This review focuses on recent advances in the understanding of lipid crystallisation at or in the vicinity of an interface in emulsified systems and the consequences regarding stability, structure and thermal behaviour. Amphiphilic molecules such as emulsifiers are preferably adsorbed at the interface. Such molecules are known for their ability to interact with triglycerides under certain conditions. In the same manner that inorganic crystals grown on an organic matrix see their nucleation, morphology and structure controlled by the underlying matrix, recent studies report a templating effect linked to the presence of emulsifiers at the oil/water interface. Emulsifiers affect fat crystallisation and fat crystal behaviour in numerous ways, acting as impurities seeding nucleation and, in some cases, retarding or enhancing polymorphic transitions towards more stable forms. This understanding is of crucial importance for the design of stable structures within emulsions, regardless of whether the system is oil or water continuous. In this paper, crystallisation mechanisms are briefly described, as well as recent technical advances that allow the study of crystallisation and crystal forms. Indeed, the study of the interface and of its effect on lipid crystallisation in emulsions has been limited for a long time by the lack of in-situ investigative techniques. This review also highlights reported interfacial effects in food and pharmaceutical emulsion systems. These effects are strongly linked to the presence of emulsifiers at the interface and their effects on crystallisation kinetics, and crystal morphology and stability.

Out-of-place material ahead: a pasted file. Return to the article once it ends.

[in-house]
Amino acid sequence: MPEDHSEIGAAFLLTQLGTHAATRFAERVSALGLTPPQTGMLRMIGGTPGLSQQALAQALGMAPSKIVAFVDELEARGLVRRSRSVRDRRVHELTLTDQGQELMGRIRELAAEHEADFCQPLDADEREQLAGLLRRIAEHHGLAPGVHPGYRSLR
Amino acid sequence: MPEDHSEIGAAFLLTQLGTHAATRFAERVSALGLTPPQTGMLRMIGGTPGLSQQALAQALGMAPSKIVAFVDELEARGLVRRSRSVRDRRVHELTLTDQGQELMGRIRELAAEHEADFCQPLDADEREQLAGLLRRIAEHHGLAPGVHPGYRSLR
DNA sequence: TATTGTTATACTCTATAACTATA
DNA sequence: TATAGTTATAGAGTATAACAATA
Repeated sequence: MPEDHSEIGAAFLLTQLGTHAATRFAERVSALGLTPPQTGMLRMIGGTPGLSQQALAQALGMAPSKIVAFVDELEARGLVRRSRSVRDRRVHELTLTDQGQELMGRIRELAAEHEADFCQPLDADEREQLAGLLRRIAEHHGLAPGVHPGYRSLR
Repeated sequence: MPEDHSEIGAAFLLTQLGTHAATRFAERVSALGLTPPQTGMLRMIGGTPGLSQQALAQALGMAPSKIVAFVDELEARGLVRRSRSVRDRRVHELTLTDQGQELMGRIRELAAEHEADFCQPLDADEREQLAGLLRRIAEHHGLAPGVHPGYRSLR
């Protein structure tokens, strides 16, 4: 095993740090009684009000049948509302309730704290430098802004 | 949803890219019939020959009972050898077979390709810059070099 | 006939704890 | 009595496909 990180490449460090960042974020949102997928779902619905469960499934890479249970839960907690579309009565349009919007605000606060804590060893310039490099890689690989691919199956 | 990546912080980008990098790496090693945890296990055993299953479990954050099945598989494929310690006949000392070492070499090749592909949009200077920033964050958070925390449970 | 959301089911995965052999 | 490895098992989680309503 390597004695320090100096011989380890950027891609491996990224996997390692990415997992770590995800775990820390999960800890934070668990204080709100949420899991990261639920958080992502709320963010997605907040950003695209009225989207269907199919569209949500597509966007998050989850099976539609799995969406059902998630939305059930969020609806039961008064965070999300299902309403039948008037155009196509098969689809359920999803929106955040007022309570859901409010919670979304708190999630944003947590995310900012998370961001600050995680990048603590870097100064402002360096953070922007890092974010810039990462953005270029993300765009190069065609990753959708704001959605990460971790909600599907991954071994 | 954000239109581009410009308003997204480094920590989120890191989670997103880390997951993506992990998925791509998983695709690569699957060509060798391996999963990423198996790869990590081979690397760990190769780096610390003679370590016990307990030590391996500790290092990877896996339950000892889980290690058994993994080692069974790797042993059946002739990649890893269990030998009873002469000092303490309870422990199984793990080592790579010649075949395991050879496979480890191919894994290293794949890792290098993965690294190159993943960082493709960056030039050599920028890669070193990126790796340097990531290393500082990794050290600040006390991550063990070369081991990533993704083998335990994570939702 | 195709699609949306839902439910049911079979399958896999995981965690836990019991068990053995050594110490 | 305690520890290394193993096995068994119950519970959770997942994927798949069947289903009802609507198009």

- Fat crystal
- Heterogeneous nucleation
- Interfacial crystallisation
ASJC Scopus subject areas
- Surfaces and Interfaces
- Physical and Theoretical Chemistry
- Colloid and Surface Chemistry